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The Issue

Synthetic herbicides are primarily used for aesthetic purposes on college campuses. These institutions are opting for chemicals that are linked to human and environmental health issues rather than exploring organic options that are safer for the grounds crew members, students, faculty, and other community members. Using synthetic herbicides to eradicate weeds for aesthetic purposes is neglectful – prioritizing landscapes which require such inputs threatens the health of campus communities and contributes to climate change and biodiversity loss. Herbicide use intersects with many of the issues that we all care about including (but not limited to) human health, biodiversity, climate change, environmental justice, reproductive health, clean water, food sovereignty, workers rights and more. 

Our systemic synthetic pesticide use is an intersectional issue, one that touches racial justice, food sovereignty, public health, economics, soil health, environmental justice and biodiversity loss. These chemicals threaten our world’s food supply, reducing the pollinator populations that crops depend on. Their use also contributes to the pesticide treadmill and herbicide resistance. The application of synthetic chemicals significantly degrades ecosystem health and resilience to climate change related extreme weather events. Herbicide usage, therefore, intersects with our daily life on both a micro and macro scale, from contributing to the produce available at the grocery store to the greenhouse gasses in our atmosphere.

Our Roots

Mackenzie Feldman and Bridget Gustafson co-founded what started out as Herbicide-Free Cal at University of California, Berkeley in 2017. They showed up for beach volleyball practice one day to their coaches' cautions: If the ball rolled off the court, they were not to chase it as the groundskeepers had sprayed an herbicide on the surrounding area. Bridget and Mackenzie were shocked at the potential public and environmental health risks posed by the spraying of what they found out to be glyphosate-based products. This was two years before the Johnson v. Monsanto ruling, but one year after the World Health Organization had ruled that glyphosate was a probable human carcinogen. They asked the Supervisor of Athletics Fields & Turf to end spraying by the courts, and in return, the team would pick the surrounding weeds. Since that day, Bridget and Mackenzie have made lasting, institutional change. The campaign spread across campus, and now UC Berkeley is 95% organic.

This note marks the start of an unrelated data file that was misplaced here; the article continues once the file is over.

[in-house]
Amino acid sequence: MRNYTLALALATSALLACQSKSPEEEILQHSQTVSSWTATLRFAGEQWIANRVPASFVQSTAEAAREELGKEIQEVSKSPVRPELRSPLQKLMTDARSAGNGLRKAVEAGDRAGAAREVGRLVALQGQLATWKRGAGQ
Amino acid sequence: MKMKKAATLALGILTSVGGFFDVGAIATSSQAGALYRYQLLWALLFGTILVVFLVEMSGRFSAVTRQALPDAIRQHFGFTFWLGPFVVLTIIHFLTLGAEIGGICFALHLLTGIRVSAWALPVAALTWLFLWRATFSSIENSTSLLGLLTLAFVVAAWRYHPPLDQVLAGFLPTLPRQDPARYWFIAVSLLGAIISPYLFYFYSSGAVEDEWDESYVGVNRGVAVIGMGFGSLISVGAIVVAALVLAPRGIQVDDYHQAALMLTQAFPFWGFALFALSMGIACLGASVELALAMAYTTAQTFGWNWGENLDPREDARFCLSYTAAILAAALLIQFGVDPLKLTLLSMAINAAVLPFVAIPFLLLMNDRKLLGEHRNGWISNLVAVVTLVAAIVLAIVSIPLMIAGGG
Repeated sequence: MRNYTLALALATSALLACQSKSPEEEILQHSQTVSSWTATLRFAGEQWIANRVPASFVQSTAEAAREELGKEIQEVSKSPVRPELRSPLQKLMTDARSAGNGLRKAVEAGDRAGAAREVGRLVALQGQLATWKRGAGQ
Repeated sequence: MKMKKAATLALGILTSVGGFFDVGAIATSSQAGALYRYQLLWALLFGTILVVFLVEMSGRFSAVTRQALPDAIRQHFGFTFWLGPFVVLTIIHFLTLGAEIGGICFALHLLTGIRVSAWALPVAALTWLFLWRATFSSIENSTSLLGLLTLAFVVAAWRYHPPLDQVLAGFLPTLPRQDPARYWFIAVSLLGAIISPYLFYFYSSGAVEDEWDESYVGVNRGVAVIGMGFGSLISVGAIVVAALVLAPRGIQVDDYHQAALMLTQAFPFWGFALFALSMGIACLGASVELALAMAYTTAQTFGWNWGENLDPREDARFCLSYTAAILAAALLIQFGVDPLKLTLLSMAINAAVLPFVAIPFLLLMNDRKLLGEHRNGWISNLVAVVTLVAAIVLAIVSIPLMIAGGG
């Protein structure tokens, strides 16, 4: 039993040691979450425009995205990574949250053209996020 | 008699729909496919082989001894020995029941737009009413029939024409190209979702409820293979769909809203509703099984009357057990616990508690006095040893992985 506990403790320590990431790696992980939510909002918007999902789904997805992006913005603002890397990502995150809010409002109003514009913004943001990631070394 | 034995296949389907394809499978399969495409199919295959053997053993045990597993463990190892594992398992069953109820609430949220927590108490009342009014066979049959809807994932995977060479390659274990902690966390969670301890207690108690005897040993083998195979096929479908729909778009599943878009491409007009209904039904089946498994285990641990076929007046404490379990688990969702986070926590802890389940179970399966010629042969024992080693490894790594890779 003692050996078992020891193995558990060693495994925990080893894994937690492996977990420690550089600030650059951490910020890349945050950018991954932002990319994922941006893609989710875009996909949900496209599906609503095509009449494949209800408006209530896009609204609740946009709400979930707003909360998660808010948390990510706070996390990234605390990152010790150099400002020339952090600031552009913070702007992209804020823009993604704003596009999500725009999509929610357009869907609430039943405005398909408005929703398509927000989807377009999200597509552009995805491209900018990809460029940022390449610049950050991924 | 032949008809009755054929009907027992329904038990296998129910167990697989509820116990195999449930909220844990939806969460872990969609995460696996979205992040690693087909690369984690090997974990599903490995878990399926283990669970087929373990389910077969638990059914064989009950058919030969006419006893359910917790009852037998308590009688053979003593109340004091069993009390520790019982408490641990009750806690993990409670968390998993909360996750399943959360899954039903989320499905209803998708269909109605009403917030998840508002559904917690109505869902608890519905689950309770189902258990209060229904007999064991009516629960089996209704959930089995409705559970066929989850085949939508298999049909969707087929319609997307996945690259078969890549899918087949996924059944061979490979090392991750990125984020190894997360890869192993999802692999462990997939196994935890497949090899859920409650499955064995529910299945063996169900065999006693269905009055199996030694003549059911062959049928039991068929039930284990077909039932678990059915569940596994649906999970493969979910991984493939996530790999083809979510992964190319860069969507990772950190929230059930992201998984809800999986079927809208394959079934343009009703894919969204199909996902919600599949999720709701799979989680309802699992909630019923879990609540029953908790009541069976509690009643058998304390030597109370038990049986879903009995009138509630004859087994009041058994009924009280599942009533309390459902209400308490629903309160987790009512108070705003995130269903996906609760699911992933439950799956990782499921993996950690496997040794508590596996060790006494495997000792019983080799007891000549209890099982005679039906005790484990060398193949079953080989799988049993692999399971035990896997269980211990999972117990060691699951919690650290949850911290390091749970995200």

Mackenzie and Bridget were inspired to expand the campaign in 2019 by Dewayne “Lee” Johnson, a groundskeeper who sued Monsanto after developing cancer from spraying their glyphosate-based herbicide. They decided that they needed to take this beyond UC Berkeley, and they launched Herbicide-Free Campus, to first inspire the entire UC system, and then campuses across the country, to rethink reliance on toxic herbicides in campus management. In 2022 Herbicide-Free Campus joined Re:wild, and became Re:wild Your Campus. The movement has now spread coast to coast, driven by Student Fellows who receive financial support and training from RYC’s staff members. Re:wild Your Campus will continue to empower students until every college campus in the country is ecologically safe.